Huge turnout fuels romp for Obama-Biden

Boston politicians of an earlier generation - confident of their election day prowess and popular support - used to brag that City Hall workers would have to "weigh their votes" rather than just count 'em.  Read more

Dianne Wilkerson and the damage done

At dinner tables, on the street and in church in Dorchester, discussions of state Sen. Dianne Wilkerson and what it means for black politics are running apace with those about the first African-American president this country has ever seen.  Read more

Feeney talks about the Wilkerson debacle

City Council president Maureen Feeney defended her reputation - and lashed out at the alleged corruption of Senator Dianne Wilkerson - in an interview with the Reporter this week. Feeney was among the several elected and appointed officials from the city and state government who were named by their titles in a 32-page affidavit from FBI special agent Krista Corr, which detailed the extortion charges against Wilkerson last week.

In sum, Feeney says her actions were completely on the up and up, and legal.  Read more

First-time voters seen energized

She would rather vote for Tina Fey than for Sarah Palin, said Erin O'Connell, a UMass-Boston student and first time voter. But she is excited to be able to cast her ballot in the "most historical" election in her lifetime.

O'Connell is among many youth who are registering in record numbers to vote in an election that she says will affect everyone, especially the youth. At UMass-Boston, 1,300 voters have been registered through a drive led by the Massachusetts Public Interest Research Group.  Read more

This is not just another election

Full disclosure here: I am a Democrat, a Dorchester Democrat; which is a redundancy, really, since in my old Dorchester neighborhood a Republican was as rare as a Woolly Mammoth.  Read more

Sticker race continues as Wilkerson stands accused; 'Racially divisive' election seen ahead

Gintautas Dumcius and Pete Stidman
Oct. 29, 2008

As elected officials and voters were lining up on either side of a sticker-campaign showdown between state Sen. Dianne Wilkerson and Democratic nominee Sonia Chang-Diaz in the final days of the campaign, a game-changer exploded on Tuesday morning when the incumbent was arrested and charged with federal corruption and wire fraud.  Read more

Wilkerson must resign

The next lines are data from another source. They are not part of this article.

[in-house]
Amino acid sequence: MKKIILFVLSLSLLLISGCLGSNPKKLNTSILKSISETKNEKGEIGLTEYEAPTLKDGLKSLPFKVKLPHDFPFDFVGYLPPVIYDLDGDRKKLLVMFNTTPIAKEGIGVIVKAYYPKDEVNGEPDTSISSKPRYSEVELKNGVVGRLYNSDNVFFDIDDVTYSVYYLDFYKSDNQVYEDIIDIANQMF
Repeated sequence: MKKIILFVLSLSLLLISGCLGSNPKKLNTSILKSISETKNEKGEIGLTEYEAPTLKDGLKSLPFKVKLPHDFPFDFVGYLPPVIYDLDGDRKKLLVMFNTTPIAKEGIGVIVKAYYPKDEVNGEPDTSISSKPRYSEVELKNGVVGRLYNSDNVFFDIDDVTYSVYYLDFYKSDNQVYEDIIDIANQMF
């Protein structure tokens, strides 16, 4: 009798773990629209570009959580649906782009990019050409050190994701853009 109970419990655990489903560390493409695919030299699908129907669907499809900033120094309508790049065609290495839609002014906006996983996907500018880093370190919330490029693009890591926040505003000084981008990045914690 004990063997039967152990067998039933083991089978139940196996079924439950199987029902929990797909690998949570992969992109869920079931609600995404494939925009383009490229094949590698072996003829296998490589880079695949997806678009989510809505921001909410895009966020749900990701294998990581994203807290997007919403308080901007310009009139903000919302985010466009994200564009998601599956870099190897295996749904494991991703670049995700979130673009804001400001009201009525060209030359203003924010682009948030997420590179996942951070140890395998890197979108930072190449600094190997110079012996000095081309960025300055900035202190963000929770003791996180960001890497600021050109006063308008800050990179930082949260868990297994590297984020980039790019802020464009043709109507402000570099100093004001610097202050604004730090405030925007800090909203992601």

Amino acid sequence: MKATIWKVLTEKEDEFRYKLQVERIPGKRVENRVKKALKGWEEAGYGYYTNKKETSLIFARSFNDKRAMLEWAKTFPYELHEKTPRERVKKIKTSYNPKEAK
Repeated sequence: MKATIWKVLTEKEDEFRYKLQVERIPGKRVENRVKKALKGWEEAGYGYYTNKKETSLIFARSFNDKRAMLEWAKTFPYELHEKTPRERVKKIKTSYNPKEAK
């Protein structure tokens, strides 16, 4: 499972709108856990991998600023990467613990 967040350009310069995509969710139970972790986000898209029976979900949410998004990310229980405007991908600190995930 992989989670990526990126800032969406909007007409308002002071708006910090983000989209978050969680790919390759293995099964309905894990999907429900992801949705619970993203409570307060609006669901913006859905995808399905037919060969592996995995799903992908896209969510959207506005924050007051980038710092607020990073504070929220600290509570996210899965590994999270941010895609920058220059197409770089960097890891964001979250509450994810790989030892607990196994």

During her 15 years in elective office, Dianne Wilkerson has had an overwhelming number of issues that point to her malfeasance. There's a long litany of events - from federal tax evasion to misappropriating campaign funds - and each time, the senator from the 2nd Suffolk District has shown an implausible ability to bounce back and survive politically. Despite each new transgression, voters in her district have overlooked her foibles, forgiven her failings, and voted to keep her in office.  Read more

Lynch tours Iraqi cities

Congressman Steve Lynch returned to Iraq for the tenth time last week as part of a Congressional delegation visit. Lynch and two other House colleagues travelled to Samarra and Sadr City, a Shiite stronghold within Baghdad which has been a base of support for the radical cleric, Moqtadar al-Sadr. He also visited an Air Force hospital and dined with soliders from Massachuetts.

The Lynch tour was the first Congressional delegation to participate in a so-called "battlefield circulation" in Samarra, which was the site of the 2006 Golden Mosque bombing.  Read more

Viet voting bloc building strength across the state

Oct. 22, 2008

Sipping tea with senior members of the Vietnamese community in a garage on Dorchester Ave, Thu Nguyen, a young investment-banking analyst, was asked to mobilize the Vietnamese community for the presidential elections. Nguyen said despite his busy schedule he wanted to start an independent organization to build a "strong voice" among the immigrant community.  Read more

ACORN offices in Fields Corner ransacked; $5,000 reward offered for information on last week's break-in

ACORN Massachusetts' head organizer Noemi "Mimi" Ramos arrived at her office the morning after last week's presidential debate to find the front door unlocked, three desktop computers missing, Internet and phone lines ripped out of the walls and general disarray.  Read more